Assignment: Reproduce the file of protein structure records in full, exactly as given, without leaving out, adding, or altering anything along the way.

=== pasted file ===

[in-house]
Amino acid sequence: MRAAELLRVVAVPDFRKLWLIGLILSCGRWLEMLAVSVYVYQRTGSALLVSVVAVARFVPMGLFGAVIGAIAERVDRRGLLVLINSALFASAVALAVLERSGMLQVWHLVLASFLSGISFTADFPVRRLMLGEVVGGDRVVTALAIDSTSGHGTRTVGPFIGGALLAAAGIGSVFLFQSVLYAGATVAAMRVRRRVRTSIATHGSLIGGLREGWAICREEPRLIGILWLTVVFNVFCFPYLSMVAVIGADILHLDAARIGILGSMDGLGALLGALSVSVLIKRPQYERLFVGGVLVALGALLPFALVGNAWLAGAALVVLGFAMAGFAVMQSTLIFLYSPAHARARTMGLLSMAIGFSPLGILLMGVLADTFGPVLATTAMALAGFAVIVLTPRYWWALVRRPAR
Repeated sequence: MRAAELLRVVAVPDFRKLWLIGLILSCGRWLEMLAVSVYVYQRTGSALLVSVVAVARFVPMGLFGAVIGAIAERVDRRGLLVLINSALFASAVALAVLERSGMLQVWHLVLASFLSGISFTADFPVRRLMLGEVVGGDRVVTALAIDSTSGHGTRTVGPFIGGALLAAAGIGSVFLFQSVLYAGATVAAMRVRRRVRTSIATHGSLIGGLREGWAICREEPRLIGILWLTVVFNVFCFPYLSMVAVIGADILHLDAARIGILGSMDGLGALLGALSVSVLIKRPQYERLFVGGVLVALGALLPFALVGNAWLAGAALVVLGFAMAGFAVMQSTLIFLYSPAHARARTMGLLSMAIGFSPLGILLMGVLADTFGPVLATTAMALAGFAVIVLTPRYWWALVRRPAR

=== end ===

[in-house]
Amino acid sequence: MRAAELLRVVAVPDFRKLWLIGLILSCGRWLEMLAVSVYVYQRTGSALLVSVVAVARFVPMGLFGAVIGAIAERVDRRGLLVLINSALFASAVALAVLERSGMLQVWHLVLASFLSGISFTADFPVRRLMLGEVVGGDRVVTALAIDSTSGHGTRTVGPFIGGALLAAAGIGSVFLFQSVLYAGATVAAMRVRRRVRTSIATHGSLIGGLREGWAICREEPRLIGILWLTVVFNVFCFPYLSMVAVIGADILHLDAARIGILGSMDGLGALLGALSVSVLIKRPQYERLFVGGVLVALGALLPFALVGNAWLAGAALVVLGFAMAGFAVMQSTLIFLYSPAHARARTMGLLSMAIGFSPLGILLMGVLADTFGPVLATTAMALAGFAVIVLTPRYWWALVRRPAR
Repeated sequence: MRAAELLRVVAVPDFRKLWLIGLILSCGRWLEMLAVSVYVYQRTGSALLVSVVAVARFVPMGLFGAVIGAIAERVDRRGLLVLINSALFASAVALAVLERSGMLQVWHLVLASFLSGISFTADFPVRRLMLGEVVGGDRVVTALAIDSTSGHGTRTVGPFIGGALLAAAGIGSVFLFQSVLYAGATVAAMRVRRRVRTSIATHGSLIGGLREGWAICREEPRLIGILWLTVVFNVFCFPYLSMVAVIGADILHLDAARIGILGSMDGLGALLGALSVSVLIKRPQYERLFVGGVLVALGALLPFALVGNAWLAGAALVVLGFAMAGFAVMQSTLIFLYSPAHARARTMGLLSMAIGFSPLGILLMGVLADTFGPVLATTAMALAGFAVIVLTPRYWWALVRRPAR